What is a mortgage rate buy-down?

Dustin Burke
October 27, 2022

Rising mortgage rates have made home buying less affordable. The biggest burden falls on people who are struggling to purchase their first home and those trying to move up into more expensive one. One strategy for dealing with higher rates is to temporarily buy down the interest rate.

What is a buy-down and how does it work?

A buy-down is a mortgage financing technique in which the buyer pays extra cash at closing so that the monthly payment is based on an interest rate that is typically 1 percent to 2 percent below the note rate. The first-year rate on a buy-down is often referred to as the “start rate.”

How much does it cost to buy down an interest rate?

The cost to temporarily lower the interest rate on a mortgage loan depends on the size of the mortgage and the term of the loan. In general, the more money you borrow and the longer you borrow it for, the more it will cost you to buy down your interest rate.

For example, a borrower who wishes to obtain a mortgage for $400,000 and initially pay 4% interest (instead of 5%) may be able to temporarily reduce their rate by 1% by paying $4,000 for the buy-down.

What are the benefits of a buy-down?

Buyers may be concerned about the cost of home ownership, especially during the first several years. A temporary buy-down allows buyers to qualify for a larger mortgage and to have more money available during these years to handle increasing expenses. It also gives them time to adjust to their new monthly housing expense.

Why not just make a bigger down payment?

Borrowers who plan to sell their home in a few years or refinance to a lower rate may wish to use temporary buy-down options, such as using a seller concession or front-end points, rather than making a larger down payment or paying permanent points. This strategy maximizes interest savings during the initial years of the mortgage when funds are tightest.

Who usually pays for the buy-down?

Although the buyer benefits from a buy-down, the buyer is not always responsible for paying the buy-down cost. The seller, builder, or real estate agent can pay the costs to temporarily lower the interest rate.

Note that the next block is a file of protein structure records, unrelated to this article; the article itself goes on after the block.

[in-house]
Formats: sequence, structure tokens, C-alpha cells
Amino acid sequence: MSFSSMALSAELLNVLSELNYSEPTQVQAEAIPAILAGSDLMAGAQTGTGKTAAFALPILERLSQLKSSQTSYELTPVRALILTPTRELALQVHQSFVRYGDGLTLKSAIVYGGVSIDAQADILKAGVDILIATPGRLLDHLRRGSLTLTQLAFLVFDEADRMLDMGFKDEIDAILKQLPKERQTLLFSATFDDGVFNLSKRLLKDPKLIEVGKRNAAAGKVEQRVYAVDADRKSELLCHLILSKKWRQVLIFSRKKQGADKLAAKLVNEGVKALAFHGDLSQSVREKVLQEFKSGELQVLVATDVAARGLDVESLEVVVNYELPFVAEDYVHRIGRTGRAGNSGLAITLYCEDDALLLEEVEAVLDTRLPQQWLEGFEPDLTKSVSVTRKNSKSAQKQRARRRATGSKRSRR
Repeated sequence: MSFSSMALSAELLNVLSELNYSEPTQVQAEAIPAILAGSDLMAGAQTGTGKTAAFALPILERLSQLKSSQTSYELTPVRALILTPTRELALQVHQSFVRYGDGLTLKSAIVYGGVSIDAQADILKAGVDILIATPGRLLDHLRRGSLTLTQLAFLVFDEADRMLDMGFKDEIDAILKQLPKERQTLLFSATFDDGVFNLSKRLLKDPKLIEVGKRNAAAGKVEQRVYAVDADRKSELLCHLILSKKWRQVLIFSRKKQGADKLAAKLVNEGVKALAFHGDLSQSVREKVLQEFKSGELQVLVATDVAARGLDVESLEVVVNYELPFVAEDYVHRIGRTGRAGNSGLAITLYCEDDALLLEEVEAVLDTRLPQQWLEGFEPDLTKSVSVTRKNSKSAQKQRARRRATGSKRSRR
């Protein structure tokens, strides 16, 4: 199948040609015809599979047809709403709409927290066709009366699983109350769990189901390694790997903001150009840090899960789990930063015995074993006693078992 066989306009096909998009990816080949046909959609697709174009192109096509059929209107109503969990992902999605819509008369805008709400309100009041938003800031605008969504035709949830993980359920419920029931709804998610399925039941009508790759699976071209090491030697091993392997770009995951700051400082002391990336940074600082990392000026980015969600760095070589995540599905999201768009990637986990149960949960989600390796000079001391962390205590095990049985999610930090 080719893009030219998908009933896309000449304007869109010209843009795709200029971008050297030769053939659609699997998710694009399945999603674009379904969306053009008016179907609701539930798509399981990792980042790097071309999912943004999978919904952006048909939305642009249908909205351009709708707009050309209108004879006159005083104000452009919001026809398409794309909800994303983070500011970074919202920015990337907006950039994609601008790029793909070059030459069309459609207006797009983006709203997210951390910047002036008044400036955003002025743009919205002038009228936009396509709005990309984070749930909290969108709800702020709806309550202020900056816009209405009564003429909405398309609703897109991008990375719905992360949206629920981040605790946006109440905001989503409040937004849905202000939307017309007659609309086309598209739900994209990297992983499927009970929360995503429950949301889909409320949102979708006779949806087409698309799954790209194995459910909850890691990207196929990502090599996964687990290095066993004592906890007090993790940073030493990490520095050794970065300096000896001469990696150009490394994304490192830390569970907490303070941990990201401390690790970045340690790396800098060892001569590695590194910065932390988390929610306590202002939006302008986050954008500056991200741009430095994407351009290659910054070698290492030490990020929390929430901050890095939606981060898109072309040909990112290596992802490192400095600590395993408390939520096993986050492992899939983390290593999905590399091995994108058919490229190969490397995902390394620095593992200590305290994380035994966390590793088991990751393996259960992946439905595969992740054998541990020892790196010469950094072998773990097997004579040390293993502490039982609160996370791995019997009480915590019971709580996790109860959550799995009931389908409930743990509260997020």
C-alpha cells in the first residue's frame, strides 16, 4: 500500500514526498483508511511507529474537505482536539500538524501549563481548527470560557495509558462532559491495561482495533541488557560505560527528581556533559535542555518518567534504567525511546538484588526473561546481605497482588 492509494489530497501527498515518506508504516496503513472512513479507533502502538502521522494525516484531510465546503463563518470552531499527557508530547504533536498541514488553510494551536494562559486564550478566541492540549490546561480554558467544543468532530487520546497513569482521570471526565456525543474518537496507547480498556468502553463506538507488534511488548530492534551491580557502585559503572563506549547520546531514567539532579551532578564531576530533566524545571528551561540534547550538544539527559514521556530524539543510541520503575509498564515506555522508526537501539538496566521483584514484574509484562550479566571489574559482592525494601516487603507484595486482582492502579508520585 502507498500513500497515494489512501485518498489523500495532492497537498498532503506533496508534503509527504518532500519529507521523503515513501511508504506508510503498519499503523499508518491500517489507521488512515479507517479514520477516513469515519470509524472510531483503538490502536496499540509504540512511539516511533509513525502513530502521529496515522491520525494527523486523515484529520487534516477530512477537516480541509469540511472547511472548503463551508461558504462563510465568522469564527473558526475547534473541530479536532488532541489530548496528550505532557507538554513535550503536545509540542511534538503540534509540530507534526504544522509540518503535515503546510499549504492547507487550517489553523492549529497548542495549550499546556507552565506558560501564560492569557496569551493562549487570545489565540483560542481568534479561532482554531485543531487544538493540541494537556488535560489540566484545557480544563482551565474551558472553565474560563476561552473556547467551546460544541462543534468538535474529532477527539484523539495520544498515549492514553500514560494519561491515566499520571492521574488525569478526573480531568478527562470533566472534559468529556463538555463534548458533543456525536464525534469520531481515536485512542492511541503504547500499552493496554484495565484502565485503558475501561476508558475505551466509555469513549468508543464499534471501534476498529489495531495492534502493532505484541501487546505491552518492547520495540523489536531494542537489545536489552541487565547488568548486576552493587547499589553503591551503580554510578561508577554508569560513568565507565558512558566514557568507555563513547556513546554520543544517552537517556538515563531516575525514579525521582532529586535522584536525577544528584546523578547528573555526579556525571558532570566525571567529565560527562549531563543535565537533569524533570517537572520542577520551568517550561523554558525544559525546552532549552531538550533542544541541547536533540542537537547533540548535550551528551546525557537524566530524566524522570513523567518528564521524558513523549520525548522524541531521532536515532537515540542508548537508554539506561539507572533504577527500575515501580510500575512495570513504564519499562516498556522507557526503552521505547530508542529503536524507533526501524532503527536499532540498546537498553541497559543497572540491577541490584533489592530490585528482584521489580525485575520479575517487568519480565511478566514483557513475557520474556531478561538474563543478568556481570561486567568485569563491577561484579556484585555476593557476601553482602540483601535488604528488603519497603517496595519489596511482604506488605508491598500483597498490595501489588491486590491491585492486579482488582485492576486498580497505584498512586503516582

Buy-downs are typically negotiated between mortgage lenders and home buyers. In general, buyers pay a predetermined number of points upfront in exchange for a lower interest rate on the mortgage. This makes their payments more affordable by reducing their monthly principal and interest payments, often for a specified period of time or over the life of the loan.

Sellers & Builders

Sellers may also offer to buy down a buyer's mortgage to incentivize the buyer to purchase their home. In these circumstances, the seller will make a one-time payment and deposit it into an escrow account or pay for points over the entire loan term as part of seller concessions.

A seller’s subsidy allows a buyer to make payments on a home loan at a lower interest rate, so that the buyer can afford their home loan. However, in exchange for this subsidy, the seller often adds the cost of the subsidy to the purchase price of their home.

How does a buy-down impact a loan qualification?

Fannie Mae, Freddie Mac, and the Federal Housing Administration require that borrowers qualify at the note rate. The Department of Veterans Affairs offers special qualification guidelines for VA loans: Qualifying based on the first year's payments is allowed if the borrower can provide "strong indications" of increased income in subsequent years. Such strong indications include confirmed future promotions or wage percentage increases guaranteed by labor contracts.

Key Takeaways

Buy-downs are a way to lower your monthly mortgage payment. Points paid at closing can reduce the interest rate on your loan, which can lead to long-term savings. However, not all buyers will benefit from buy-downs. You should calculate your breakeven point—that is, the amount of time it takes to recover the money spent on points—to ensure the upfront investment will pay off in the long run.

If you’re ready to move forward and discover the money-saving options available for you, apply now or contact a Soar Lending mortgage specialist at 727-310-0955.

Dustin Burke
Dustin Burke is the chief executive for Soar Lending, previously holding high-impact and collaborative roles throughout the mortgage industry. Over his career, he is credited with overseeing $2+ billion in loan origination and has authored the credit policy and underwriting guidelines for national institutions. Dustin holds an MBA from the University of South Florida, a master’s degree in global management from Arizona State University, and a master’s degree in finance from Johns Hopkins University. Dustin lives in Saint Petersburg, Florida with his wife and four daughters.
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